Post apocalyptic saga
Two things stand out.
1. She reads all the male characters in a weird, dopey drawl like Snuffy from Sesame Street. No exaggeration. Really.
2.When a passage reads: Bob giggled,"I guess not", it gets read as: Bob giggled (actual giggling) I guess not.
I thought I was being petty or that I would get over it. I didn't. It's a testament to the story that I didn't just turn it off after the first hour. It drove me crazy and if I ever see this narrator's name on another book, I think I'll just buy the hard copy and read it the old fashioned way.
Not with the present narrator, no.
I can't vouch for the narrator of the other version of this book, but if given a second chance, I would gladly pick door number two. I'm sure Minnie Goode is a great person, but I'll never listen to this book again.
Love to exercise while listening
I already recommended this book to my mother. Even though post-apocalyptic books are not her favorite, the story and characters were great.
Of course Juliette, but Solo gets a nod since he was surprisingly not crazy.
Does she really need to laugh or sigh when the book says the character did? And the male characters sounded cartoonish. I rolled my eyes a lot!
Yes, I found myself listening to this book while cleaning and cooking.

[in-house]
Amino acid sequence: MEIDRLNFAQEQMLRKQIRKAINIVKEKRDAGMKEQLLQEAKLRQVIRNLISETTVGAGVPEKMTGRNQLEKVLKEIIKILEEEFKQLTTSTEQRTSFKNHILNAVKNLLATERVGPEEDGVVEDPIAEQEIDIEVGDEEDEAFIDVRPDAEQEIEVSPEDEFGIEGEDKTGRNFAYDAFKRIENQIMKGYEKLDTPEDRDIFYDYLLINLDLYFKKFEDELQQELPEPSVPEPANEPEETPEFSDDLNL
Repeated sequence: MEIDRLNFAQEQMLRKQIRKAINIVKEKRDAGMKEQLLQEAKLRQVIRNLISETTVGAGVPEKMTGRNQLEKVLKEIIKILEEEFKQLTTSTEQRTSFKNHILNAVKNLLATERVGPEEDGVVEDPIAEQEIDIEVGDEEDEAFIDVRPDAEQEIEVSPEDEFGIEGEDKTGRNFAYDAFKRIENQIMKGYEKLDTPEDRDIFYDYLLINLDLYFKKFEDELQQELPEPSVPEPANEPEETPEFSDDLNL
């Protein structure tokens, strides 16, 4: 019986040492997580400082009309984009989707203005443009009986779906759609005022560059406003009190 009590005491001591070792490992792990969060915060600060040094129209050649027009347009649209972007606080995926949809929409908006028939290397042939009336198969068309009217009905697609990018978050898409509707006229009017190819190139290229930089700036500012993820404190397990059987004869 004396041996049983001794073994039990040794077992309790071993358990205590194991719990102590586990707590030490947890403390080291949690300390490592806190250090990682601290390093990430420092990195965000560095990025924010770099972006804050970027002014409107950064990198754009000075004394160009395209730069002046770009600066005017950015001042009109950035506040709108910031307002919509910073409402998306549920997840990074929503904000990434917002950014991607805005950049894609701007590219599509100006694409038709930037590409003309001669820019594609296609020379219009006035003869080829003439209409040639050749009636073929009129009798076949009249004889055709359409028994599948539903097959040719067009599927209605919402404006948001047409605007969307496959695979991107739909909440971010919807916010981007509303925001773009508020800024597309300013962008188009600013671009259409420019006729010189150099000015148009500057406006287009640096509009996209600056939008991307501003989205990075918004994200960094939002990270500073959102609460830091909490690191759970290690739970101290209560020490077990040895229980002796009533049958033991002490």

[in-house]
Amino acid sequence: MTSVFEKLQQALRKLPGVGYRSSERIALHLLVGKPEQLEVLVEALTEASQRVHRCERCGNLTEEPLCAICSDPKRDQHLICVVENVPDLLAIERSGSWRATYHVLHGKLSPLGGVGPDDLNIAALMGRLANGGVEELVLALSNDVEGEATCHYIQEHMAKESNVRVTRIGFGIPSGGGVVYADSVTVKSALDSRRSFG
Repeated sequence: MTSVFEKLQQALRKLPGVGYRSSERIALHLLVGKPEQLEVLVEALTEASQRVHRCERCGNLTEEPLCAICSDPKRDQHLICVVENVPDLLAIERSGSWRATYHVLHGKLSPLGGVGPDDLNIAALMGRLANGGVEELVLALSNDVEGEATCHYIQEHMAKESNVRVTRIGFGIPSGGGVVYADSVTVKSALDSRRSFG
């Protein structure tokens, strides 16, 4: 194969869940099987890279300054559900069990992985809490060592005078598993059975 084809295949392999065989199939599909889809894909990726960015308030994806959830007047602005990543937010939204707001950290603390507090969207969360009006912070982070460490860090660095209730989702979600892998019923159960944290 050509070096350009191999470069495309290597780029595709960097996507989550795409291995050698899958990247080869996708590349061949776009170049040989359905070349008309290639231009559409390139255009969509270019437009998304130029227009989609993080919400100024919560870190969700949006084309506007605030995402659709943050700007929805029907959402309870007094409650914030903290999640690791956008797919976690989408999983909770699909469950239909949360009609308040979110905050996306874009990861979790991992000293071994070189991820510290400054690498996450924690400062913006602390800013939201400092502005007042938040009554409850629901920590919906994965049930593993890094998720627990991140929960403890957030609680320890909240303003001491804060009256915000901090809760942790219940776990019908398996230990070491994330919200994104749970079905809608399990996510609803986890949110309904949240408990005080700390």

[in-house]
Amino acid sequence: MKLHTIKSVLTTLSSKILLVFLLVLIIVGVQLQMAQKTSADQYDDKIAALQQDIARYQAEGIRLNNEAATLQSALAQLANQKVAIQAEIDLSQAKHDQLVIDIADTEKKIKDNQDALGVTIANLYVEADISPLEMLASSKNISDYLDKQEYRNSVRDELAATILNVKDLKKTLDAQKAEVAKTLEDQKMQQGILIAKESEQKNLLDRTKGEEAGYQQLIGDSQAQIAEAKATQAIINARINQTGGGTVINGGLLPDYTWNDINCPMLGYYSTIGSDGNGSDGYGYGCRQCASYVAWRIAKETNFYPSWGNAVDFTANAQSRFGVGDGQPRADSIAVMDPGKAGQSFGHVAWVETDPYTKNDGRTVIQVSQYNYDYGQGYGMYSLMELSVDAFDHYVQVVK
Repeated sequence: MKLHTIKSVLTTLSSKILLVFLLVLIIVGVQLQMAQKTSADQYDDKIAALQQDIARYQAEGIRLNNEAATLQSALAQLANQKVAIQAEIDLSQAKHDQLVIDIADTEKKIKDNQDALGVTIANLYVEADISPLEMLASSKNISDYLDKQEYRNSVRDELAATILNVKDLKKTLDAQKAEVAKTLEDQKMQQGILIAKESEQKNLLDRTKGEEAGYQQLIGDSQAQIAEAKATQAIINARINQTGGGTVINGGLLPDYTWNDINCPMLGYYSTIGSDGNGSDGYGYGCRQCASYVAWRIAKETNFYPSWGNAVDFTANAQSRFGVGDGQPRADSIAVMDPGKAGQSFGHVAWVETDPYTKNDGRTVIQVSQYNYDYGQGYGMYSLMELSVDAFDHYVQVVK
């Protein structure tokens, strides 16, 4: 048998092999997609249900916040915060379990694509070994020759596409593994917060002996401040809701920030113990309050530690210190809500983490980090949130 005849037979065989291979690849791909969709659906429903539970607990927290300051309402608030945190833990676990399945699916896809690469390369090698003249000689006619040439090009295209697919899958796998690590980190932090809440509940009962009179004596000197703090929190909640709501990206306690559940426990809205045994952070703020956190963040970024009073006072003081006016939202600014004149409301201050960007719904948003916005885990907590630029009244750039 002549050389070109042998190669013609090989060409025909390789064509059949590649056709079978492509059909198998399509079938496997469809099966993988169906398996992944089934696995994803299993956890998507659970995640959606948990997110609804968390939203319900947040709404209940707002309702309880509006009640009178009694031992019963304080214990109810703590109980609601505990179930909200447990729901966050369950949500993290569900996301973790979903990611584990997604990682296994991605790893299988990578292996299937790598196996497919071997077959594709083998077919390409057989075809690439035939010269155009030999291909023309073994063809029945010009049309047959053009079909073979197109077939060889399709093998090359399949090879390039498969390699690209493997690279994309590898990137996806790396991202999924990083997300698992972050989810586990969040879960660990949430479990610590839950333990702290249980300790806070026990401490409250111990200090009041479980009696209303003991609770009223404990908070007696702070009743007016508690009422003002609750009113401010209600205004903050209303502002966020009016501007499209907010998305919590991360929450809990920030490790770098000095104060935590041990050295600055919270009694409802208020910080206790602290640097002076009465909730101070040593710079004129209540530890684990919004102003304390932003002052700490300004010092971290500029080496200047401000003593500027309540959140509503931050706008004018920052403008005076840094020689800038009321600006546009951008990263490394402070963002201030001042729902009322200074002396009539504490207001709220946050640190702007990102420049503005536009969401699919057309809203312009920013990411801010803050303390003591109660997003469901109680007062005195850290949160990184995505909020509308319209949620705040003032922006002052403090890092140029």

Book yes... Audio, no
Different Performer - Sorry Minnie, i couldn't get past the first 2 chapters.
This is my first return of a book - i should have listened to the sample... I have listened to hundreds of books - Some amazing, some bad.. but this is the first i could not listen to at all.
I think this is one of the few books that would have been better to read. I couldn't get into the story due to the narrator. The southern drawl is terrible. I also had issues with some of the characters. I can't go into detail due to spoilers.
The emotions of the story were well expressed, but some of her voices were overdone to the point of being distracting and a bit irritating. Even so, it was an engaging listen.
Every segment ends in a cliffhanger - and every character brings their own twist. I never wanted to pause it, and when I had to, I couldn't wait to start it back up again.
Wool is the story of deamers, of rebells and of thinkers. Born and raised in a world of blacks and greys these people yearn for more, fo answers, for a way out. And they get it.
ok, but just - if you can't hear the whispers or lower voices without being blasted out by the normal ones, it just doesn't work!
I was intrigued by the title because I am a spinner of wool and was really wondering what use the author was going to make of it. The story was good enough that I was not disappointed
There are few things better than a good story well told!